Nutrition and Health Innovation Research Institute / School of Science
The study was supported by a National Health and Medical Research Council of Australia Ideas grant (APP1183570) and the Rady Innovation Fund, Rady Faculty of Health Sciences, University of Manitoba. Hologic Inc. provided the software for JTS for image review. The salary of Dr. Lewis is supported by a National Heart Foundation Future Leader Fellowship (ID: 102817). The salary of Dr. Gilani’s was partly supported through the Raine Priming Grant awarded by the Raine Medical Research Foundation. The salary of Dr. Sim is supported by a Royal Perth Hospital Research Foundation Fellowship (RPHRF CAF 00/21) and an Emerging Leader Fellowship from the Western Australian Future Health Research and Innovation Fund. Dr. Kiel’s time was supported by a grant from the National Institute of Arthritis, Musculoskeletal and Skin Diseases (R01 AR 41398). Dr Harvey is supported by the UK Medical Research Council (MC_PC_21003; MC_PC_21001) and NIHR Southampton Biomedical Research Centre.
NHMRC Number: APP1183570
Lateral spine images for vertebral fracture assessment can be easily obtained on modern bone density machines. Abdominal aortic calcification (AAC) can be scored on these images by trained imaging specialists to assess cardiovascular disease risk. However, this process is laborious and requires careful training.
Training and testing of model performance of the convolutional neural network (CNN) algorithm for automated AAC-24 scoring utilised 5012 lateral spine images (2 manufacturers, 4 models of bone density machines), with trained imaging specialist AAC scores. Validation occurred in a registry-based cohort study of 8565 older men and women with images captured as part of routine clinical practice for fracture risk assessment. Cox proportional hazards models were used to estimate the association between machine-learning AAC (ML-AAC-24) scores with future incident Major Adverse Cardiovascular Events (MACE) that including death, hospitalised acute myocardial infarction or ischemic cerebrovascular disease ascertained from linked healthcare data.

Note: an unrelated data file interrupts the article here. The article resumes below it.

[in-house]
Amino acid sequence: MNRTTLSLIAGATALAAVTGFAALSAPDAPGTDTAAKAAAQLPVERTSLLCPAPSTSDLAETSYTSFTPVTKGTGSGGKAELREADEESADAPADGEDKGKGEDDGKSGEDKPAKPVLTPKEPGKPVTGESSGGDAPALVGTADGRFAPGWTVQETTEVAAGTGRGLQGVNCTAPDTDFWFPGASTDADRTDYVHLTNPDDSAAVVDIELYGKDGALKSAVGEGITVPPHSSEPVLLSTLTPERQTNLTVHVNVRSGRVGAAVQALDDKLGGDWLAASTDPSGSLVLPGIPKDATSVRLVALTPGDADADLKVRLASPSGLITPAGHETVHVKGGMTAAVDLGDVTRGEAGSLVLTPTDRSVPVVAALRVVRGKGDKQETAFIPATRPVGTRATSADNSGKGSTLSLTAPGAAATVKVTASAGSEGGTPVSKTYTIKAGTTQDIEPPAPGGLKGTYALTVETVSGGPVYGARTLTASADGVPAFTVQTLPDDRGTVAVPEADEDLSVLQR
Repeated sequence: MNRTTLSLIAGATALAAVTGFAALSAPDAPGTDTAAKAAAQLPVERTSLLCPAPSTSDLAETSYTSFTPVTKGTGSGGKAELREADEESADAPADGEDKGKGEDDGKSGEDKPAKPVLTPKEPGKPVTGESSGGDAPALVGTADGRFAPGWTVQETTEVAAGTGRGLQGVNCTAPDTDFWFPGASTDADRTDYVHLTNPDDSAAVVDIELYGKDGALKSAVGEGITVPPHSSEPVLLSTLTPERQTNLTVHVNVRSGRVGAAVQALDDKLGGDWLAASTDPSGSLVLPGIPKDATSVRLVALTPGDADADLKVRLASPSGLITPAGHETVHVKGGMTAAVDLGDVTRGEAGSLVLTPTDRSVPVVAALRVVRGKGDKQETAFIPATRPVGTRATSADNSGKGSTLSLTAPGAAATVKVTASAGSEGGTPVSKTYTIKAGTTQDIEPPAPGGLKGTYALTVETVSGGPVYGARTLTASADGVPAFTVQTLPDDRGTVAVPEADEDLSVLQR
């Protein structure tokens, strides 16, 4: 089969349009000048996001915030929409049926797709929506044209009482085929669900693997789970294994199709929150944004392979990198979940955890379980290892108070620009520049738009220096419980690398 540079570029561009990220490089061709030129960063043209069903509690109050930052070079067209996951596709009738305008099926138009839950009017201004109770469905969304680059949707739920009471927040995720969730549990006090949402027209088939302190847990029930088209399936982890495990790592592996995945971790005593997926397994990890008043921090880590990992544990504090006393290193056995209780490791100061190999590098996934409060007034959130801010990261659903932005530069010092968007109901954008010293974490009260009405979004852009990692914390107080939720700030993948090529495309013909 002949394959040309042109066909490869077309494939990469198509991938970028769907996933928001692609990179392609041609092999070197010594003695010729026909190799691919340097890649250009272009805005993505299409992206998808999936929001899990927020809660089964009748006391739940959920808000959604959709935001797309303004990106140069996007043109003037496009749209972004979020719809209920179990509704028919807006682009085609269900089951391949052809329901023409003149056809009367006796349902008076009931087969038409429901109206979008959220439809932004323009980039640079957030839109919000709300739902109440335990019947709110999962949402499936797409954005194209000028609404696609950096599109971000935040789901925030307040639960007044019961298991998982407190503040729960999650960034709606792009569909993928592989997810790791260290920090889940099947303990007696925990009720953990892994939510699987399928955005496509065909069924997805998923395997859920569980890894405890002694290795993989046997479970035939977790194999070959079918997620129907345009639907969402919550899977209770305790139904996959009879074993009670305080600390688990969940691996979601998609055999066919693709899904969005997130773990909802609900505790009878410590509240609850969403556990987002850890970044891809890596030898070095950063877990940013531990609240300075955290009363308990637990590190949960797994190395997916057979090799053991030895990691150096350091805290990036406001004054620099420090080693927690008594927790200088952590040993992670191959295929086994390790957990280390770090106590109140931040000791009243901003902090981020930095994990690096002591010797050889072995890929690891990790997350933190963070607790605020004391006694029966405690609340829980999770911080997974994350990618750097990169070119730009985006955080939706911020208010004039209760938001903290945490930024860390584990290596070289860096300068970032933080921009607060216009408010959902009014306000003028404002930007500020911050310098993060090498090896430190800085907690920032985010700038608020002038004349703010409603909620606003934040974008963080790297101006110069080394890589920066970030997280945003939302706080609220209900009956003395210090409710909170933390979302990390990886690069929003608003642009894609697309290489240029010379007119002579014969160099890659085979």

The average intraclass correlation coefficient between imaging specialist and ML-AAC-24 scores for 5012 images was 0.84 (95% CI 0.83, 0.84) with classification accuracy of 80% for established AAC groups. During a mean follow-up 4 years in the registry-based cohort, MACE outcomes were reported in 1177 people (13.7%). With increasing ML-AAC-24 scores there was an increasing proportion of people with MACE (low 7.9%, moderate 14.5%, high 21.2%), as well as individual MACE components (all p-trend <0.001). After multivariable adjustment, moderate and high ML-AAC-24 groups remained significantly associated with MACE (HR 1.54, 95% CI 1.31–1.80 & HR 2.06, 95% CI 1.75–2.42, respectively), compared to those with low ML-AAC-24.
The ML-AAC-24 scores had substantial levels of agreement with trained imaging specialists, and was associated with a substantial gradient of risk for cardiovascular events in a real-world setting. This approach could be readily implemented into these clinical settings to improve identification of people at high CVD risk.
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